Sakon Nakhon restaurant.
(photo credit: PR)
Aficionados of Thai food don’t have all that many options in Israel, so I was delighted to hear from more than one friend whose opinions I value that there is a small, family-owned restaurant in Rishon Lezion that is the epitome of Thai cuisine. It was all the more intriguing because the restaurant’s name – that of a province in northeastern Thailand – hints at an additional exotic Laotian influence.
Owner Dan Shaked lived in Thailand for 12 years, returning to Israel with his wife, a native of Sakon Nakhon, and opening the restaurant in 2014. Rutharat Shaked, now answering to the name Ruti, creates the culinary masterpieces. The couple return to Thailand from time to time, bringing back the spices that keep the recipes authentic.
The extensive, detailed and bilingual menu offers Thai dishes suited to both conservative and adventuresome diners. There is even one Western dish, schnitzel and chips, ostensibly for children.
We started our meal with a typical Asian appetizer: spring rolls (NIS 26). The version here is vegetarian, filled with fresh bean sprouts. The two plump rolls were fried to golden perfection and served piping hot. We tried them with the soy sauce that is one of the quartet of condiments on every table (the other three are variants of fiery chili), as well as the amber plum sauce that is paired especially with these excellent examples of the genre.
Next came two appetizers that were prepared with the same secondary ingredients and seasonings yet managed to taste like completely different dishes.
Both the nam tok neua (NIS 55) and the lap kai (NIS 47) had shallots, coriander, mint, ground roasted rice, spring onion and dried chili flakes in common. The former, however, starred stir-fried beef strips that were melt-in-yourmouth tender, while the latter – also known as larb – featured minced chicken. Both dishes, characterized by a mild vinegary tang, were delicious.
No visit to a Thai restaurant is complete without tasting the tom yam soup. Described on the menu as “hot and sour coconut soup” (NIS 55/65), it is fair to say that the skill of the kitchen can be judged on the basis of its rendition of the country’s signature soup. Sakon Nakhon passed the test with flying colors. The balance between spicy and astringent was exquisite, and the broth rested on the tongue for a tantalizing moment before exploding into lingering flavor.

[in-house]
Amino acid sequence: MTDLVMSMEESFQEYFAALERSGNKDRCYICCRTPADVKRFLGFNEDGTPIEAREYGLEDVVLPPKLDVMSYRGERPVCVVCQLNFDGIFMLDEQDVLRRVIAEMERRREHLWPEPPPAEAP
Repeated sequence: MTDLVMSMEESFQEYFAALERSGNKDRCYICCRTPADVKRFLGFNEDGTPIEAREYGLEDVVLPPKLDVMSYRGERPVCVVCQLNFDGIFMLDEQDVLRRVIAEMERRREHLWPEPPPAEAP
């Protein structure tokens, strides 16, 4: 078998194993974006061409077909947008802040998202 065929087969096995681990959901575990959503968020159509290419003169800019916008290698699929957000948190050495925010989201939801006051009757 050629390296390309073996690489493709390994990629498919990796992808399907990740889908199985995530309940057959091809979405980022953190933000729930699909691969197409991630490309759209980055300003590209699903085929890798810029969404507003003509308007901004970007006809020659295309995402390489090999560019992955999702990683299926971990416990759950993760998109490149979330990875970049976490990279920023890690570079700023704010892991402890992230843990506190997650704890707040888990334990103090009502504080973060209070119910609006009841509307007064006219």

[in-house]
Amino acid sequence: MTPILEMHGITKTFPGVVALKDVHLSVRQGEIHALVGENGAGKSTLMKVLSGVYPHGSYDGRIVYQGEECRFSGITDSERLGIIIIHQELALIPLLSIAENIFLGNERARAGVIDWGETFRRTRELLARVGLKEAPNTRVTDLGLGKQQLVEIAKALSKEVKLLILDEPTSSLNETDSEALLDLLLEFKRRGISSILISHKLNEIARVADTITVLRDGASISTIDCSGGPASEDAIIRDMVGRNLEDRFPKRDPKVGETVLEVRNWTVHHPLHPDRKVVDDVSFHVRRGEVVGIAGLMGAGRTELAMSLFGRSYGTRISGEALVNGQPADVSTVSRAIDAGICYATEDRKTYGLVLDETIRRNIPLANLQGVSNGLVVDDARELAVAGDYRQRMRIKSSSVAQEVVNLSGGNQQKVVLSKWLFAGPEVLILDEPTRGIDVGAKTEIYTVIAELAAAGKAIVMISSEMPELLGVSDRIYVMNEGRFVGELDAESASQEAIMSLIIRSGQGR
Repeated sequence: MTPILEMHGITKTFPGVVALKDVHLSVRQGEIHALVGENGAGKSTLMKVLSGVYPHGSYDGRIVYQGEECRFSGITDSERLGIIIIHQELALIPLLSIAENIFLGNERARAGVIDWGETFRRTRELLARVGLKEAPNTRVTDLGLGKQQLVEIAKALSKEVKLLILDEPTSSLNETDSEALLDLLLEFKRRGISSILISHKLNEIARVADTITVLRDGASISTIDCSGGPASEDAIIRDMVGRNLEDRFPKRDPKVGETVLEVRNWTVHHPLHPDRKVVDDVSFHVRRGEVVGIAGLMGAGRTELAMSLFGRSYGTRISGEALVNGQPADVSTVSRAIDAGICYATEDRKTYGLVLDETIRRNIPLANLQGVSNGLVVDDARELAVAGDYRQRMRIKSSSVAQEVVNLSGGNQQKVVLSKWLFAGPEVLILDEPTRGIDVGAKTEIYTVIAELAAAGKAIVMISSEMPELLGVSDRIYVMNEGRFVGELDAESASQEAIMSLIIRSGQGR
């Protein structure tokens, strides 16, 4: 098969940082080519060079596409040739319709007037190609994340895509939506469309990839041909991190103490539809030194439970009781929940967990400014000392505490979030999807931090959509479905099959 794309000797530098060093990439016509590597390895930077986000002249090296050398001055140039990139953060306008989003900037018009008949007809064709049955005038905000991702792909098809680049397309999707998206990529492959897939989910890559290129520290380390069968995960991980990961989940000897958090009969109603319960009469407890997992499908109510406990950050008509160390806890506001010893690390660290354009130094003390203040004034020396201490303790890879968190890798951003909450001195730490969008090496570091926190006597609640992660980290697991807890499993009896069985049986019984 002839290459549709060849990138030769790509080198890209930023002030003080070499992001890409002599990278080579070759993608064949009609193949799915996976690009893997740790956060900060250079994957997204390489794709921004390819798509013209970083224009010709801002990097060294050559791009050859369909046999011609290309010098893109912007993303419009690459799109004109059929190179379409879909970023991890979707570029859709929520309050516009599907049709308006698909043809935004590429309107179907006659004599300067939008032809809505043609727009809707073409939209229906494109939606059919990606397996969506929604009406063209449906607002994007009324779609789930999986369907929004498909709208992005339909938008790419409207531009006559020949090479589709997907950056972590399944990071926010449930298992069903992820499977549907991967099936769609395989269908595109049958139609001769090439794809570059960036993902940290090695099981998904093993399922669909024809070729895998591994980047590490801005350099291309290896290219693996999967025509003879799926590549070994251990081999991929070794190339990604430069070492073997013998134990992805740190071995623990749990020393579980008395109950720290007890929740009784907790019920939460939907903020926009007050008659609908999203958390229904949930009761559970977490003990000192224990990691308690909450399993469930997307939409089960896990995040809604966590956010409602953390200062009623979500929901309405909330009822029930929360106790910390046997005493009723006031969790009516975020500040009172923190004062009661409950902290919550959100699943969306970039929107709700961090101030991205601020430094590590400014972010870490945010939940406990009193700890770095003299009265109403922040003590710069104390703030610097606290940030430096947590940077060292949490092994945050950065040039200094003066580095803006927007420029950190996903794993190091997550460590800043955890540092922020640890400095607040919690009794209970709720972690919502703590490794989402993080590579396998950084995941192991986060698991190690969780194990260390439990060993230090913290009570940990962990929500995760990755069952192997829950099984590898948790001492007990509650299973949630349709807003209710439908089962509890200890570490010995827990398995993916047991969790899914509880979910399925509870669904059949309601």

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The prize for our hottest dish of the day went to the Panang curry (NIS 60) – a choice of chicken, beef or pork in a velvety yellow sauce that contained thick slices of red chili pepper. This complex curry imparted a gentle heat that built slowly in the mouth and left a pleasant sensation of warmth after every forkful.
A slightly milder, but no less flavorful, curry (listed as “spicy” on the menu) was the green pham nam prik pao, served in combination with chicken (NIS 63), beef (NIS 63), pork (NIS 63) or shrimp (NIS 65). A selection of shrimp here would be duly rewarded, as the jumbo prawns were juicy and succulent.
A specialty of Sakon Nakhon is the “three tastes” tilapia (NIS 90).
The entire fish was expertly fried and sectioned, rendering the exterior crisp, while boneless chunks of moist white flesh absorbed the intriguing flavor of the nectarous red sauce.
There are only three desserts (NIS 32) on the menu, and only two are available when mangoes are not in season. The tapioca dessert was sweet and refreshing, with chunks of seasonal fruit, beads of tapioca and pebbles of ice swimming in coconut milk.
The banana rotee was a very different dessert. The batter-fried banana, bathed decoratively in swirls of chocolate sauce and sweetened condensed milk and topped with chopped peanuts, was reminiscent of a hot fudge sundae, with the warm yellow fruit standing in for the scoop of ice cream.
The restaurant serves no alcohol, apart from beer. The leading Thai brands – Singha and Chang – are available in bottles (NIS 22).
Another recommended beverage option is the banana shake (NIS 23), which is actually an ice-cold smoothie.
Sakon Nakhon is open Monday to Friday from noon to 3 p.m. and 6 p.m. to 11 p.m. (the kitchen closes at 10:30 p.m.). Saturdays from noon to 5 p.m. It is closed on Sundays. Reservations are recommended and de rigueur on Saturdays, when the restaurant is invariably filled up.
The writer was a guest of the restaurant.
Sakon Nakhon Not kosher 119 Rothschild Street, Rishon Lezion Tel: (03) 649-9434
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